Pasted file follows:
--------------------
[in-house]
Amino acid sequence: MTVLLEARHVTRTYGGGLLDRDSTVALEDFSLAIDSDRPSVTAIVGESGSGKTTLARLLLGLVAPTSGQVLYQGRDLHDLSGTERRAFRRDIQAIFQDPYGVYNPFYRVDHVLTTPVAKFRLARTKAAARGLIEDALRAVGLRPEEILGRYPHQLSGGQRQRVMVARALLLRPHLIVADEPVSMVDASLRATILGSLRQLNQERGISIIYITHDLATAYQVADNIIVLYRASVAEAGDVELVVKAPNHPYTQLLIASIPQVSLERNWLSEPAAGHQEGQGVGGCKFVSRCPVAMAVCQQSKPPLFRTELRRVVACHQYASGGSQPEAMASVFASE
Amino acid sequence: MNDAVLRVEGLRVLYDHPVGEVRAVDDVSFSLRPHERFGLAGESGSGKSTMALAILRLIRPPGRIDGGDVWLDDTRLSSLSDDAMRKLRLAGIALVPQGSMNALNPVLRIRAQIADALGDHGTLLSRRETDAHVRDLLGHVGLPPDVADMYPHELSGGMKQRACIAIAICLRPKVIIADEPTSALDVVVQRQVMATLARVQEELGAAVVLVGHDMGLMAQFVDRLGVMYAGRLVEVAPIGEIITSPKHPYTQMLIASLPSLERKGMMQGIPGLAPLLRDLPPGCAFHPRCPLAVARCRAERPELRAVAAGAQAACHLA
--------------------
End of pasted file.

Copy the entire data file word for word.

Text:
[in-house]
Amino acid sequence: MTVLLEARHVTRTYGGGLLDRDSTVALEDFSLAIDSDRPSVTAIVGESGSGKTTLARLLLGLVAPTSGQVLYQGRDLHDLSGTERRAFRRDIQAIFQDPYGVYNPFYRVDHVLTTPVAKFRLARTKAAARGLIEDALRAVGLRPEEILGRYPHQLSGGQRQRVMVARALLLRPHLIVADEPVSMVDASLRATILGSLRQLNQERGISIIYITHDLATAYQVADNIIVLYRASVAEAGDVELVVKAPNHPYTQLLIASIPQVSLERNWLSEPAAGHQEGQGVGGCKFVSRCPVAMAVCQQSKPPLFRTELRRVVACHQYASGGSQPEAMASVFASE
Amino acid sequence: MNDAVLRVEGLRVLYDHPVGEVRAVDDVSFSLRPHERFGLAGESGSGKSTMALAILRLIRPPGRIDGGDVWLDDTRLSSLSDDAMRKLRLAGIALVPQGSMNALNPVLRIRAQIADALGDHGTLLSRRETDAHVRDLLGHVGLPPDVADMYPHELSGGMKQRACIAIAICLRPKVIIADEPTSALDVVVQRQVMATLARVQEELGAAVVLVGHDMGLMAQFVDRLGVMYAGRLVEVAPIGEIITSPKHPYTQMLIASLPSLERKGMMQGIPGLAPLLRDLPPGCAFHPRCPLAVARCRAERPELRAVAAGAQAACHLA